This Anzac Day sees a new section on the Clan Matheson New Zealand website about New Zealand Mathesons who served in the Second World War. Telling their stories is a large exercise, made difficult in part because the WW2 service personnel files have not yet been digitised, unlike those from WW1.
To kick this project off I’ve started with those Mathesons and Mathiesons from New Zealand and serving in the New Zealand forces who died overseas during WW2. There are 12 in all, listed on the linked page but with their individual stories told on separate pages.
Their stories are as diverse as that global conflict, and there are twists and turns in their tales. The deaths of some are somewhat mysterious, but we have a fuller account of others.
Why is someone who died in Germany commemorated in Egypt? Out of these 12, two died on the same day in the same place.
I’m grateful to those who have helped with this project, including some with family connections to the deceased. I hope I have done justice to the stories of their kin. Any further information would be welcome.
We know of 80 Mathesons who went overseas from New Zealand to fight in the First World War. They’re listed on our website, and you can now follow links from 25 of the 80 entries to find out more about some individuals.
In passing I’ve written accounts of four Mathesons who served in other countries’ armed forces during that war.
I’ve discovered two more publications about Mathesons in New Zealand, and profiled them on the Clan Matheson website.
By ‘Chance’ to Victoria is, despite the title, more about New Zealand than Australia. It recounts the stories of the families of John and Elizabeth Matheson and Christopher and Ann McRae.
The Paparimu Matheson family tree details the Mathesons who settled at Paparimu and Clevedon (both near Papakura in south Auckland). It contains transcripts and copies of original material dating back to the 1840s.
Publications such as this are invaluable treasuries of family stories and important parts of our history. Have you considered collecting your family stories and weaving them into an account that you can publish, in hard copy and/or online? How about kicking off this Christmas by talking to older relatives, and starting to scan and copy important family documents? Would starting such a project be a good New Year’s resolution?
The Onward Project seeks to locate and publish a photograph of every member of the New Zealand Expeditionary Force who served overseas during the First World War of 1914-1918. Each image is captioned with the name and service number of the individual, plus a reference to the source of the photo. Three volumes in the series have been published so far, and photos are being collected for a fourth volume.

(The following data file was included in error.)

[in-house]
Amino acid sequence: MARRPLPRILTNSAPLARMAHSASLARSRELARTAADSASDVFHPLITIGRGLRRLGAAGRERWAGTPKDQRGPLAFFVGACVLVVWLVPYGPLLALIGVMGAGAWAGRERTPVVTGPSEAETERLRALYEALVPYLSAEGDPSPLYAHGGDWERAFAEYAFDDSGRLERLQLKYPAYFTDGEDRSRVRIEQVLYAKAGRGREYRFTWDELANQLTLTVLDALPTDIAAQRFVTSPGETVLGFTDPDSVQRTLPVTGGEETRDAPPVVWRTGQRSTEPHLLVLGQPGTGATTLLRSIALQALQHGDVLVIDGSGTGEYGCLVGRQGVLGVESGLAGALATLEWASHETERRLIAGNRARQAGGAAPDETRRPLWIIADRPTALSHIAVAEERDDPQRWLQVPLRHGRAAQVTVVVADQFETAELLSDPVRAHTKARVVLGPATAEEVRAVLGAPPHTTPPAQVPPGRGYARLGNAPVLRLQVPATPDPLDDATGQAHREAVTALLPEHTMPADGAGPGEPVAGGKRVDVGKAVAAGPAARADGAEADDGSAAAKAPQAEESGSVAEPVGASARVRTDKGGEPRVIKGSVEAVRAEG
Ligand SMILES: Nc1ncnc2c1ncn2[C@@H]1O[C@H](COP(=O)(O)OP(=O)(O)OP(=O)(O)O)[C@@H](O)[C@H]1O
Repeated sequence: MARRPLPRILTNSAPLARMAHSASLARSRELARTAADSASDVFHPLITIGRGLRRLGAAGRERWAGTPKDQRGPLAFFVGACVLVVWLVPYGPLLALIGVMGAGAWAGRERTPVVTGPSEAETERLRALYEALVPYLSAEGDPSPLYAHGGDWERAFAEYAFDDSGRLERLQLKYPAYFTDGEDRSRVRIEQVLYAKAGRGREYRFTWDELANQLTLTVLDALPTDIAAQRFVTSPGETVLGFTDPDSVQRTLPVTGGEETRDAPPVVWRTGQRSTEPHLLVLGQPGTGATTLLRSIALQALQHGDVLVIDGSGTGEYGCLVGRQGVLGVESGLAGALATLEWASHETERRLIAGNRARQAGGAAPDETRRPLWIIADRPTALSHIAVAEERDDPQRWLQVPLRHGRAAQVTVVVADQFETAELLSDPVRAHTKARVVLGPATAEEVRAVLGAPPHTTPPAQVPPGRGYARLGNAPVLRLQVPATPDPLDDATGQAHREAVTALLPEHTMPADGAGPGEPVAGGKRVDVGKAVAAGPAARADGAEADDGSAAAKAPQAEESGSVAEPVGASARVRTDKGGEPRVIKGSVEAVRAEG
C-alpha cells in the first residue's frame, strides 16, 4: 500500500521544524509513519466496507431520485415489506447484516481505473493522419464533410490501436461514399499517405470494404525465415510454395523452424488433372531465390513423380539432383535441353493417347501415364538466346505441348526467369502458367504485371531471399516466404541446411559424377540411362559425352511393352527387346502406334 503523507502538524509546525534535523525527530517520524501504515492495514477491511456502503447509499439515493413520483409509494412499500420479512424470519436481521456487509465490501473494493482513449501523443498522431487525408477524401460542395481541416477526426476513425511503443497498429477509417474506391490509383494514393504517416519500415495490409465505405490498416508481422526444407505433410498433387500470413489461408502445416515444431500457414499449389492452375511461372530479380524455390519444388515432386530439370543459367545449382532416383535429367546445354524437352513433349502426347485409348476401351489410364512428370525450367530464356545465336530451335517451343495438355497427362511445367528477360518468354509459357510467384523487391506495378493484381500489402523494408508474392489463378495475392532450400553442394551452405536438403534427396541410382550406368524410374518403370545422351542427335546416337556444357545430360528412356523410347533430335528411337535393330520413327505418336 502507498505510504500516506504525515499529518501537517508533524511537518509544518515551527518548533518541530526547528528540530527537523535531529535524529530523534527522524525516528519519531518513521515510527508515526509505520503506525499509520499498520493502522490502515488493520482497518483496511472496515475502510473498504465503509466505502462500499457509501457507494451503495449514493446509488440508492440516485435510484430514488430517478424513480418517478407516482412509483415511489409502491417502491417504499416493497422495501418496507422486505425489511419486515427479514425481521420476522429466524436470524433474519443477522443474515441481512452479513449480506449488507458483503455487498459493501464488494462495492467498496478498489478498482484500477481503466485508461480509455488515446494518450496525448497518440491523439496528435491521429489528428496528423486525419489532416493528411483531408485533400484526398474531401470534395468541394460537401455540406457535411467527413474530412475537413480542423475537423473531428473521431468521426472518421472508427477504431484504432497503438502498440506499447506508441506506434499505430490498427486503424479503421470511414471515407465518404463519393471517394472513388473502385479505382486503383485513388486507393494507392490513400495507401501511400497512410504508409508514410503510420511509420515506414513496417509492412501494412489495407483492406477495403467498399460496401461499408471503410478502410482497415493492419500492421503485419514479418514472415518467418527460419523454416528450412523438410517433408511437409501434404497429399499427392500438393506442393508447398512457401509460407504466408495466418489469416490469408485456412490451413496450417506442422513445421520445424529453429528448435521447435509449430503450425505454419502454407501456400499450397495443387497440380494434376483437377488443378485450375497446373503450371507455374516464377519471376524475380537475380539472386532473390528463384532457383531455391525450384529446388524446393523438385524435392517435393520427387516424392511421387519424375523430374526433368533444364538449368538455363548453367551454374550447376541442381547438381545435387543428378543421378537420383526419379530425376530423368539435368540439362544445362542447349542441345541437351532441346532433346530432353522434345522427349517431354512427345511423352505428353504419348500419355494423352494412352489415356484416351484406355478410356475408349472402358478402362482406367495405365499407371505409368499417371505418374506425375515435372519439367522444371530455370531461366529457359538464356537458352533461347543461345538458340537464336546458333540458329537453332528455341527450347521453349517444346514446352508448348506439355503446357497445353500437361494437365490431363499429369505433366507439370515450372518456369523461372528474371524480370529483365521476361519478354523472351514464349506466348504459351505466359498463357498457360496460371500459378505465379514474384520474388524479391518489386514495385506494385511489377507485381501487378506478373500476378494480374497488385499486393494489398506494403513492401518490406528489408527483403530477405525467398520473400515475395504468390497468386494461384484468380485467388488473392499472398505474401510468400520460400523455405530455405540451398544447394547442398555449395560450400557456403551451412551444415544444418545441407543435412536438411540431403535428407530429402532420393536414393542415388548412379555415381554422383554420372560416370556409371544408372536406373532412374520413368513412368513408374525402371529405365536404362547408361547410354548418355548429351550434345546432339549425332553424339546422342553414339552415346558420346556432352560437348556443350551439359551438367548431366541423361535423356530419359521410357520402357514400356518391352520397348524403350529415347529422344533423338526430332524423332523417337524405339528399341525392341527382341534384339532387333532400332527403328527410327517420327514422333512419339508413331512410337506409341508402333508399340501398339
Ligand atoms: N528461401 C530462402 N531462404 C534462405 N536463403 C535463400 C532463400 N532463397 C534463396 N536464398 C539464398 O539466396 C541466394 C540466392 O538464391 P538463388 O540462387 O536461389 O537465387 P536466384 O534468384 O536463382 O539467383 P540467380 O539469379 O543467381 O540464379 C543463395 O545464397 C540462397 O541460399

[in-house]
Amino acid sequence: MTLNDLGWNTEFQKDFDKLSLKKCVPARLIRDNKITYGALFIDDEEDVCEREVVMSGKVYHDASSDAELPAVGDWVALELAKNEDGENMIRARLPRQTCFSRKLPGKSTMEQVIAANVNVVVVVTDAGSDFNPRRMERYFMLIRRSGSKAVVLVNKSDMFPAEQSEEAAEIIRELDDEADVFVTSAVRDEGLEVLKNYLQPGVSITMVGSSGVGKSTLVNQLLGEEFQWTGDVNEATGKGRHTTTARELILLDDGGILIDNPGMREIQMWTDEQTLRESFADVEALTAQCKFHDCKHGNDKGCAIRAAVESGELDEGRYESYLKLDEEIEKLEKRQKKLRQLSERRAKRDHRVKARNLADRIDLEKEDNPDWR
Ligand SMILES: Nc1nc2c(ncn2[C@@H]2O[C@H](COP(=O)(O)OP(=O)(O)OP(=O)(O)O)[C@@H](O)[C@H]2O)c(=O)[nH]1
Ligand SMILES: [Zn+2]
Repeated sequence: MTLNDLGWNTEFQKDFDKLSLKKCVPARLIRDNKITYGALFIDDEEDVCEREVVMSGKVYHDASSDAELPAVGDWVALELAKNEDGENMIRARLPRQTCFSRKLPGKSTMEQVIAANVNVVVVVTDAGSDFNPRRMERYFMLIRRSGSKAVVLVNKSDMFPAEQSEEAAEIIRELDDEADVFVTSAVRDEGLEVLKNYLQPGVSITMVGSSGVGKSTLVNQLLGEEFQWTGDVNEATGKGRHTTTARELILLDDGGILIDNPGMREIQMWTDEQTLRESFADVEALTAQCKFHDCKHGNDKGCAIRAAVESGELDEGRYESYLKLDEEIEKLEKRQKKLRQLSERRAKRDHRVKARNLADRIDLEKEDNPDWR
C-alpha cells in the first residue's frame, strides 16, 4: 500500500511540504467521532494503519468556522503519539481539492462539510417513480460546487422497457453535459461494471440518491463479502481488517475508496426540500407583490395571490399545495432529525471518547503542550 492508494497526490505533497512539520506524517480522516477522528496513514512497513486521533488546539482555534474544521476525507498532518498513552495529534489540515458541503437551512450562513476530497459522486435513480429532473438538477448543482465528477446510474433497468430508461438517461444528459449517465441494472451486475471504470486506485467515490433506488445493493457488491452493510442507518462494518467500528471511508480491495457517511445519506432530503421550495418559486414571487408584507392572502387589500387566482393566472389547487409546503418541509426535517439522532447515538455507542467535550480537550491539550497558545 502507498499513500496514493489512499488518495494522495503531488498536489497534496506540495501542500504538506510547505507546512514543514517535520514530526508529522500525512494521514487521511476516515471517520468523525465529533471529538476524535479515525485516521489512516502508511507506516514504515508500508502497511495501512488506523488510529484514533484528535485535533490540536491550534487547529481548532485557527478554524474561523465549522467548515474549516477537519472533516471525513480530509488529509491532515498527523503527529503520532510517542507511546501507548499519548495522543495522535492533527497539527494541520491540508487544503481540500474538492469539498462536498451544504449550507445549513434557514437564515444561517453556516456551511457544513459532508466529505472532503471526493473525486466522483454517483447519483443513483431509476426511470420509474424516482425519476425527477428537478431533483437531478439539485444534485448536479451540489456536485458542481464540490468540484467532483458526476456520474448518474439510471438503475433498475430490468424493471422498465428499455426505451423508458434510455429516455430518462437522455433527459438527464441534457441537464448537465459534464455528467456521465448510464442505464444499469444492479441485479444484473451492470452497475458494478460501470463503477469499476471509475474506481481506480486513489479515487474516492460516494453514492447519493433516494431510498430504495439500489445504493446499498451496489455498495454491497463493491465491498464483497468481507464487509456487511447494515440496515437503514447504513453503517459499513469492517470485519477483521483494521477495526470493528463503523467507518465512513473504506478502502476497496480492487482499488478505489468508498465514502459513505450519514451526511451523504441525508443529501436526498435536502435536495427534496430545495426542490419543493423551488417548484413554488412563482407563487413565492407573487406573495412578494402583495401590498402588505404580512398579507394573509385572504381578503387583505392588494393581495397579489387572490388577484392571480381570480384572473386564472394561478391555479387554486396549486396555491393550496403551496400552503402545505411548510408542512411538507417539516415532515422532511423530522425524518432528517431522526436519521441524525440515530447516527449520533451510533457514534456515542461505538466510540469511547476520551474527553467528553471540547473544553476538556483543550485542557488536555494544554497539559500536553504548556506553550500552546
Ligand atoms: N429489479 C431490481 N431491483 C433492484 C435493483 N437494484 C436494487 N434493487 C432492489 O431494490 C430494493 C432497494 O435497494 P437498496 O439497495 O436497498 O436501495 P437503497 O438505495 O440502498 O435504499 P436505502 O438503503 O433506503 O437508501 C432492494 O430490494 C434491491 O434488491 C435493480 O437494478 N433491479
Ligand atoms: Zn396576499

This Clan Matheson site contains quite a lot of information on Mathesons who served in the First World War, both overseas and in New Zealand. In a comment on one of the pages Christine Barbour says she’s sent the Onward Project a photo of her grandfather, Roderick Dugald Matheson, who is included in our list here. That’s a great idea, and I’d encourage others to do this too.
I’ve updated the article on the Strathtaieri pipe band, and included a new photo.
After Lake Matheson on the West Coast, Mathesons Bay near Leigh north of Auckland may be the best-known Matheson place name in New Zealand. You can read more here about who this attractive bay was named after; hard-working, brave settlers.
There’s a brief update to our page of further information about Mathesons and Mathiesons who served in the First World War. Kenneth Mathieson (listed third from the end) had lived in New Zealand and was popular in his local community. He died in the early stages of the war while serving with a British regiment.
Thanks to the sleuthing efforts of Zelda Matheson, and the resources of the Westport Genealogy and History Group, another mystery has been solved. I couldn’t work out why T A Mathieson was commemorated on the Granity war memorial on the West Coast, yet I could find out nothing about him on the Cenotaph database or at Archives New Zealand.
Thomas Alexander Mathieson from the West Coast had gone to the UK before WW1 and joined the British Army, and was killed in Belgium during the German spring offensive of 1918. He was married, and might have left children behind; we don’t know. Read more of his story in this article on the website.
War is tragic and the First World War was especially so, but it had an interesting outcome in connecting New Zealanders of Scottish descent with their ancestral homeland. A new article on this website links to a researcher’s blog post on this topic, and uses one example of this ‘roots tourism’ that was generated by WW1.
Our list of published family stories of New Zealand Mathesons has grown to six, with the addition of a new book about one person’s First World War service. ‘Answering the call: Colin Matheson in the First World War’ tells the story of the father of Doug Matheson, who was trained to fight and sent to the Western Front in the latter years of that conflict.
Researching and writing the stories of individuals or their families brings history to life, and records people’s experiences for future generations.